Computed lazily, but preemptivelywhen you first request any of the associated property.Cachedin a`LandscapeData`

object stored in the`LandscapeMixin`

.

This means, that the attractors are computed when you request them. A second request will simply use the cached values. Similarly, you get a cached value for the basins once you’ve accessed the attractors. The following only computes the attractors once, and the basins are computed at that call:

```
>>> s_pombe.attractors # may take a moment
array([...], dtype=object)
>>> s_pombe.attractors # almost instantaneous
array([...], dtype=object)
>>> s_pombe.basins # almost instantaneous; computed on first call to attractors.
array([...])
```

The order you access the properties in does not matter, so don’t worry about that.

There may be cases when you want to

- Compute some landscape features of a network
- Modify the network in some way
- Compute landscape features on the new network
- Compare the results

Because you’ve modifed the network, you will need to reset the cached landscape data. Since you are
going to be comparing features before and after, you need to extract the data before you do that.
This is where `LandscapeMixin.landscape()`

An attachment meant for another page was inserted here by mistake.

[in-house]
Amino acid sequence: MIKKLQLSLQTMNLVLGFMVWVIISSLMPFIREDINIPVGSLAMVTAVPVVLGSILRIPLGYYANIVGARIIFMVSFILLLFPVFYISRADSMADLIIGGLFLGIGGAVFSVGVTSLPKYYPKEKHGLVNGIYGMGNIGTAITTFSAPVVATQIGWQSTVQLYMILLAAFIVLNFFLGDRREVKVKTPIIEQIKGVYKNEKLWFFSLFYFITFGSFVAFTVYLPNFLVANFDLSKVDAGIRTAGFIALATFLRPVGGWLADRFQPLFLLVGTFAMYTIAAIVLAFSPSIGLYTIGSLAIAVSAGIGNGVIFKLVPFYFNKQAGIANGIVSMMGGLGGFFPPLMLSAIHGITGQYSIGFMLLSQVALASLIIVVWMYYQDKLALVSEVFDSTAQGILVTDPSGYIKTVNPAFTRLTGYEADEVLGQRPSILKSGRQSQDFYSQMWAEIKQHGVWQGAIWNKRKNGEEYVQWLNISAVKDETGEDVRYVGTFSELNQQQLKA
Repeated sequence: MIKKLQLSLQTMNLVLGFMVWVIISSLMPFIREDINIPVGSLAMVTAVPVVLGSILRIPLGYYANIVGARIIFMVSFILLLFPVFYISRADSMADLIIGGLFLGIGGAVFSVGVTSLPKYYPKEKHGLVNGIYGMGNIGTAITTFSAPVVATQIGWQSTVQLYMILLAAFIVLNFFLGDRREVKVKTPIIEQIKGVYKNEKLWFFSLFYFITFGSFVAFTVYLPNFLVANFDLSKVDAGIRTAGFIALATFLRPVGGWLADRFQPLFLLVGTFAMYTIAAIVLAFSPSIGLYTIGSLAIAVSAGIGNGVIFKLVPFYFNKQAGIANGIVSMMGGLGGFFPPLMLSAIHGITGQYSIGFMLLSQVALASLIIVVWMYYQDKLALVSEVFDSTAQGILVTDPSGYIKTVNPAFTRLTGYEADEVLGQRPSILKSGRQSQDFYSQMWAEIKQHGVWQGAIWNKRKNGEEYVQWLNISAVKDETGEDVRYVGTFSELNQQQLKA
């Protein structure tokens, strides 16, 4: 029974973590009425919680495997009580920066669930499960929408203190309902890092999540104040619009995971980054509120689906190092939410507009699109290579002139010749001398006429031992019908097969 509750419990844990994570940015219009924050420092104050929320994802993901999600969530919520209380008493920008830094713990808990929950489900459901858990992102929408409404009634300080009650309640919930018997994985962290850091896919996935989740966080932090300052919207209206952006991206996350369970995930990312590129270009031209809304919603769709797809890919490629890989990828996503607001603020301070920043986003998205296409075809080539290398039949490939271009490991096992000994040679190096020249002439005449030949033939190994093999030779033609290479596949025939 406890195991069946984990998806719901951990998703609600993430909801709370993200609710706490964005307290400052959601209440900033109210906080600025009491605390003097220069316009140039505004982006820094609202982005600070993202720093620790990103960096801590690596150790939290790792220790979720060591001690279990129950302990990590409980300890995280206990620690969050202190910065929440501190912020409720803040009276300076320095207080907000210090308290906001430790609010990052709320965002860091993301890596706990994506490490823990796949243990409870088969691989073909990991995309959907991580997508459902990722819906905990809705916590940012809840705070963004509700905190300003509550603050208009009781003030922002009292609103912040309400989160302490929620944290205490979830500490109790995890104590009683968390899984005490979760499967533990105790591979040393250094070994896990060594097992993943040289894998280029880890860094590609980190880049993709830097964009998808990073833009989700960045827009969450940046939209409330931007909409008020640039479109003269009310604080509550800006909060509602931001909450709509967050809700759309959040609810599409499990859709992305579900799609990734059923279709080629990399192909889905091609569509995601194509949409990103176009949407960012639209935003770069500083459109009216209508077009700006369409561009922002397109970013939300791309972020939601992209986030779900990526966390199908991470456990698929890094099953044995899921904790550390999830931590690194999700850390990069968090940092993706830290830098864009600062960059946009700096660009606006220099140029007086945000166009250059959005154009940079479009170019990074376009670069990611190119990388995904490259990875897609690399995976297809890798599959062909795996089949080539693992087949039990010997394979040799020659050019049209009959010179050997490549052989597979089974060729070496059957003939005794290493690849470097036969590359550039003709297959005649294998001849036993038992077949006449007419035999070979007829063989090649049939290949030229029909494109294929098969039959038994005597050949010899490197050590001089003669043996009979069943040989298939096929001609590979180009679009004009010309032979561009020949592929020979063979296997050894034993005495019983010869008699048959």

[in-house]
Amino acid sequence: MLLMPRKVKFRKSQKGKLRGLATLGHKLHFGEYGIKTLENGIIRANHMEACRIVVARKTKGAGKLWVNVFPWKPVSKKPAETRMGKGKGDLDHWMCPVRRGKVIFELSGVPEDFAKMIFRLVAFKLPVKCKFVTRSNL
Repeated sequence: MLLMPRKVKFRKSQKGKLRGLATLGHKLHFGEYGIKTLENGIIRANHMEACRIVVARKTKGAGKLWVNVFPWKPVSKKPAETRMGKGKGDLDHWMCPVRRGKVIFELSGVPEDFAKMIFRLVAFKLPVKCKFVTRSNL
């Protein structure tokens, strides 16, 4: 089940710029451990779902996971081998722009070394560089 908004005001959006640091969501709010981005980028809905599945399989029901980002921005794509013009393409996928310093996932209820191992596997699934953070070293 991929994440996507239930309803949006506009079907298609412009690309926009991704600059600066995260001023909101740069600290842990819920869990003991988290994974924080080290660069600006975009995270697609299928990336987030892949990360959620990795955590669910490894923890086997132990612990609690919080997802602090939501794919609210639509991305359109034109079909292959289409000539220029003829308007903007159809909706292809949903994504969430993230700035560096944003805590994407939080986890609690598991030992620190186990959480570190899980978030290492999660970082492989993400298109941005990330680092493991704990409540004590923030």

, `LandscapeMixin.expound()`

and
`LandscapeMixin.landscape_data`

come into play.

```
import numpy
from neet.boolean.examples import s_pombe
# Compute all of the landscape properties
s_pombe.expound()
# Get the data out
before = s_pombe.landscape_data
# Modify the network
s_pombe.thresholds = numpy.zeros(s_pombe.size)
# Reset the landscape (notice the method chaining...)
s_pombe.landscape().expound()
# Get the new data
after = s_pombe.landscape_data
# Compare `before` and `after` as you so choose
```

The result of `LandscapeMixin.landscape_data`

is a `LandscapeData`

object which has all
of the landscape features cached (provided they’ve been computed):

```
>>> s_pombe.attractors
array([...], dtype=object)
>>> s_pombe.landscape_data
<neet.landscape.LandscapeData object at 0x...>
>>> s_pombe.landscape_data.attractors
array([...], dtype=object)
```